Food is sexy. Yes, yes, we're all tired of the whole "food porn" thing, and it's been done to death, but the fact remains. Food is sexy. Come on. Admit it. You've never sniffed and tasted a raw mushroom and thought to yourself that it smelled like sex? In a good way, I'm saying, not in a morning-after way. Really fresh oysters are sexy. Creamy, smelly cheeses are sexy. Wine is sexy. Sharing food with someone you are newly in love with is ridiculously sexy.
The first time I was actually embarrassed to eat something in public was in a little French bistro. I ordered a pastry (I think it was simply called walnut cake) which was made up of many layers of meringue and walnut paste and I can't remember what else. But it tasted so remarkably delicious and was so voluptuously velvety in my mouth that it made me want to moan with pleasure. I remember looking around furtively, wondering if the other diners could tell I was being transported. It was sexy, I tell you.
Sexy is one thing and the notion of aphrodisiacs is another-- it seems pretty obvious that it's not the ingredients themselves that turn us on, but the way in which we experience them. People have been using food to try to snare those they desire forever, and I suppose it made a certain amount of sense in the days before we understood psychology to assume that the ingredient itself was responsible for a successful outcome, but this cause and effect assumption led to some pretty odd ideas. We all know that asparagus, figs, caviar, chocolate, alcohol, and dozens of other foods have historically been considered aphrodisiacs, but did you know that cocklebread was used in the 17th century to get a man interested? Indeed, the bread dough was kneaded against the maker's erm, parts. John Aubrey wrote:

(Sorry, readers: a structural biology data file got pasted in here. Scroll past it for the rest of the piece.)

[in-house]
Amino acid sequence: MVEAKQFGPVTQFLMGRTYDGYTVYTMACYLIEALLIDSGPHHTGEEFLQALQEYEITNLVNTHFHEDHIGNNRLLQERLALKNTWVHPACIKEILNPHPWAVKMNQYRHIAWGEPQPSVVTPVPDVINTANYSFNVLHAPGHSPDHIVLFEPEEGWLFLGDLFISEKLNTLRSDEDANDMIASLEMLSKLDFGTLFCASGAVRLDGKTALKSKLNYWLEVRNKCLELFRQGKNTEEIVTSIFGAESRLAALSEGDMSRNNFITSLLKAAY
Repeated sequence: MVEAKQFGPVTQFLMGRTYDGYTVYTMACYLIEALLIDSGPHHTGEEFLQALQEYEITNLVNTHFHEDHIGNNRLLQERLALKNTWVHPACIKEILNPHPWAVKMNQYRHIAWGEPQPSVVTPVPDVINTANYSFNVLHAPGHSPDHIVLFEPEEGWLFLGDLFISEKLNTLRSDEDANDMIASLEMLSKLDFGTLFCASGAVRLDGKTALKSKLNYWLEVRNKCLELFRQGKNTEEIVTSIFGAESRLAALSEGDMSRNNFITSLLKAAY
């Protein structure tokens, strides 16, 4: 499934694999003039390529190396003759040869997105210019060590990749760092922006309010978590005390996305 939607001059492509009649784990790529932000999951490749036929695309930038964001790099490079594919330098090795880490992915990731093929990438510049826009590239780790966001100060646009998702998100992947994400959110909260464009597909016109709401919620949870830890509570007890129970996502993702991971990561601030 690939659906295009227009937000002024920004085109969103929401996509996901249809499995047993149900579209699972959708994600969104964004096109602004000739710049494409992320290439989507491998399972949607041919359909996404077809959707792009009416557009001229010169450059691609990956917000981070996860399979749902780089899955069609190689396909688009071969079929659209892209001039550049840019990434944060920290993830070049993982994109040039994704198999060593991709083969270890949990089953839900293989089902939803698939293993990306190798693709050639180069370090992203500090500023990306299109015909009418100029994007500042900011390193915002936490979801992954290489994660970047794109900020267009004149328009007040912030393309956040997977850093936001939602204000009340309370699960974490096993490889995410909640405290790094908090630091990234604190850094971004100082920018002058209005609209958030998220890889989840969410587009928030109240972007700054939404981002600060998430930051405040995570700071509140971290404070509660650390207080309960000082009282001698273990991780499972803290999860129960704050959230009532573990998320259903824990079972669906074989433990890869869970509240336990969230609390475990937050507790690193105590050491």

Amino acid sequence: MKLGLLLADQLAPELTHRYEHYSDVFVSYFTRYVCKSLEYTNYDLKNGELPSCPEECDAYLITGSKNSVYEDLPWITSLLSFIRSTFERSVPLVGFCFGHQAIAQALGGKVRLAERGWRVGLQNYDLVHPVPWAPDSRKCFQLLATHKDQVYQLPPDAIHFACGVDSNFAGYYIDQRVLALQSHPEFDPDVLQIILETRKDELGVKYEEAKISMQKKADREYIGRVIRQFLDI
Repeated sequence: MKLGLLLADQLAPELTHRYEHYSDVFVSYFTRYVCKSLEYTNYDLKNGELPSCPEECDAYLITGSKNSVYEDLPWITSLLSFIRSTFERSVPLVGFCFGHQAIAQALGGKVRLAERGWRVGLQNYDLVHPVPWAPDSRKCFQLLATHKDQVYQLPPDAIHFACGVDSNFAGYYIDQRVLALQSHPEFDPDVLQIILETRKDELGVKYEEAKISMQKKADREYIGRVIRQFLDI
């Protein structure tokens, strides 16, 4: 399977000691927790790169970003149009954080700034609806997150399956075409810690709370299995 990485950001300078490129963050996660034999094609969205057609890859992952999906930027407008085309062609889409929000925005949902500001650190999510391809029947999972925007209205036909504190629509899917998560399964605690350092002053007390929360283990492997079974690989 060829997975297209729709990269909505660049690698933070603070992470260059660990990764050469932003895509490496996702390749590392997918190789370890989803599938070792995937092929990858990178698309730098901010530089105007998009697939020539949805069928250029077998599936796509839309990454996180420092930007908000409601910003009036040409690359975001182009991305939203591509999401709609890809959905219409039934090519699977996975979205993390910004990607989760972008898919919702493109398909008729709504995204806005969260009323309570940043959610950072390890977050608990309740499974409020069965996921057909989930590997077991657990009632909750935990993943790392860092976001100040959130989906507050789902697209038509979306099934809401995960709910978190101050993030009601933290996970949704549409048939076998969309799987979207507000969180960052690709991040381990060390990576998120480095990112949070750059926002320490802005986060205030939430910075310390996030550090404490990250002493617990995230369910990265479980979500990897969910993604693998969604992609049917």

Young wenches have a wanton sport which they call `moulding of cocklebread' - they get upon a table-board, and then gather up their knees and their coates with their hands as high as they can then they wabble to and fro with their buttocks as if they were kneading of dough with their arses, and say these words: `My dame is sick and gone to bed! And I'll go mould my cocklebread'
In this case, I suspect that the young wenches got a lot more out of "wabbling to and fro" than their unsuspecting recipients got out of the cocklebread itself (and no, this post does not contain a recipe for cocklebread, nor did I try to make it. Jack was intrigued, but I do believe my withering stare changed his mind).
I bet you're wondering when I'm going to get around to an actual recipe, aren't you? Well, I'm not. Instead I'm just going to describe a favorite romantic meal Jack and I have been sharing for years, prefaced with the story of how we met and fell in love.
Jack and I got to know each other through the internet. He was in London and I had just moved to New York and we found ourselves arguing (on the same side and opposite sides, depending on topic) on a message board. Pretty quickly the arguing soon turned into sparring and witty banter and one day Jack posted he was going to visit the States and that NYC was on his itinerary. Naturally I posted an offer to buy him a drink. Though neither of us had ever expressed any sort of romantic interest or even acknowledged it to ourselves, it apparently became clear to the rest of the message board community that something was in the air and we received a fair amount of teasing. In the months before Jack's visit we emailed quite a lot and it is fair to say that receiving an email from him was often the happiest moment of my day (on lots of days).